Percent of adults and children with advanced HIV infection receiving ART
Number and percent of adults and children with advanced HIV infection who are currently receiving combination antiretroviral therapy (ART) in accordance with a nationally approved (or UNAIDS/WHO) treatment protocol during the reporting period. For more background on HIV staging, eligibility, and guidelines for ART see (WHO, 2006; WHO, 2010a; WHO, 2010b).
The numerator should equal the number of adults and children with advanced HIV infection who ever started ART minus those patients who are not currently on treatment prior to the end of the reporting period. Patients not currently on treatment at the end of the reporting period and excluded from the numerator are patients who died, stopped treatment or are lost to follow-up. Some patients pick up several months of antiretroviral (ARV) drugs at one visit, which could include ARV drugs received for the last months of the reporting period, but are not recorded as visits for the last months in the patient register. Efforts should be made to account for these patients because they need to be included in the numerator (UNAIDS, 2009). ART taken only for the purpose of prevention of mother-to-child transmission and post-exposure prophylaxis are not included in this indicator. HIV-infected pregnant women who are eligible for and on ART for their own treatment are included in this indicator (PEPFAR, 2009).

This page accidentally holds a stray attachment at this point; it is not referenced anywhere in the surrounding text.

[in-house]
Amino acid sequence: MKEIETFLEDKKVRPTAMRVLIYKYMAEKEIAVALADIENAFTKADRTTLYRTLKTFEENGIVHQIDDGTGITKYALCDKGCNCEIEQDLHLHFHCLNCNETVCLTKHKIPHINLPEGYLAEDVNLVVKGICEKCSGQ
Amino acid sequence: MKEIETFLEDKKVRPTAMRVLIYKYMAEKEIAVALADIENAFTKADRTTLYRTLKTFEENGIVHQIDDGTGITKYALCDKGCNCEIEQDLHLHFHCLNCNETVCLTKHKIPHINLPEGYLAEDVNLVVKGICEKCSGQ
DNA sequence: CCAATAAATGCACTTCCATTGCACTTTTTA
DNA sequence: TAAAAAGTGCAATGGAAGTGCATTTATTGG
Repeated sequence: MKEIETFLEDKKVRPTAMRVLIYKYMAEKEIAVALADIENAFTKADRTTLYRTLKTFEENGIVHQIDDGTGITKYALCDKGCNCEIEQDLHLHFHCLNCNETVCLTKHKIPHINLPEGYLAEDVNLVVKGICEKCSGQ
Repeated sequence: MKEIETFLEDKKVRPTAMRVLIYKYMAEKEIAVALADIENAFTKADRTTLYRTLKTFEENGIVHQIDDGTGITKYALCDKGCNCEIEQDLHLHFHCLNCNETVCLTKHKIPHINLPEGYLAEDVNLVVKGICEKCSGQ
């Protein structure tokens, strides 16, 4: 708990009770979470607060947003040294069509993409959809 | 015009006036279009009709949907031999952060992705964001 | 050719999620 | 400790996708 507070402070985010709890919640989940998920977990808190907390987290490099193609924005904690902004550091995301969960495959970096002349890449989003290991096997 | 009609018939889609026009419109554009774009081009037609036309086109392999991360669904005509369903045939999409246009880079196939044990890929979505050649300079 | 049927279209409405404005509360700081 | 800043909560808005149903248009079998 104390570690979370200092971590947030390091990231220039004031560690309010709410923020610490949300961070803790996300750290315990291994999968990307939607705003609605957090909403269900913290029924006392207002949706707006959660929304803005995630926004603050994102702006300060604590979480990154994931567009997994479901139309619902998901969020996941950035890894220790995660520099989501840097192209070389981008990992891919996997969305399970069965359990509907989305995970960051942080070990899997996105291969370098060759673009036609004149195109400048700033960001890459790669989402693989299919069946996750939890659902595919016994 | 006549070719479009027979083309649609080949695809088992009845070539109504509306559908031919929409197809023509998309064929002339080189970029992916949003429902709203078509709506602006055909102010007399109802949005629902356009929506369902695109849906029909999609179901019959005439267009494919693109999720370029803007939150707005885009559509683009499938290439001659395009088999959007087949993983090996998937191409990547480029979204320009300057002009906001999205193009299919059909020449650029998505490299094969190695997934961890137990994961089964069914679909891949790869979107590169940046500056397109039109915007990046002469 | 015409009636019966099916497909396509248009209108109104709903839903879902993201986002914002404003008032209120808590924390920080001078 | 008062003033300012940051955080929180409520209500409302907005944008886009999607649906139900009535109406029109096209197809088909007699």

The denominator is an estimation of the number of people with advanced HIV infection requiring (in need of and eligible for) ART. This estimation must take into consideration a variety of factors including, but not limited to, the current numbers of people with HIV, the current number of patients on ART, and the natural history of HIV from infection to enrolment on ART. Denominator estimates most often are based on the latest data available from sentinel surveillance used with a HIV modeling program such as Spectrum. For further details on calculation and interpretation of the indicator, see PEPFAR (2009); WHO/UNICEF/UNAIDS (2011); UNAIDS (2008); WHO et al., (2006); and for additional information on estimates of HIV need and the use of Spectrum, refer to UNAIDS/WHO (2010).
This indicator is calculated as:
(Number of adults and children with advanced HIV infection who are currently receiving antiretroviral therapy (ART) / Total estimated number of adults and children with advanced HIV infection) x 100
The number of adults and children with advanced HIV infection who are currently receiving ART can be obtained through data collected from facility-based ART registers or drug supply management systems. These are then tallied and transferred to cross-sectional monthly or quarterly reports which can then be aggregated for national totals. Patients receiving ART in the private sector and public sector should be included in the numerator where data are available. Data should be collected continuously at the facility level. This indicator should be disaggregated by sex and age (<15; 15+ years).
For the numerator: facility-based ART registers or drug supply management systems. For the denominator: HIV prevalence estimation models such as Spectrum.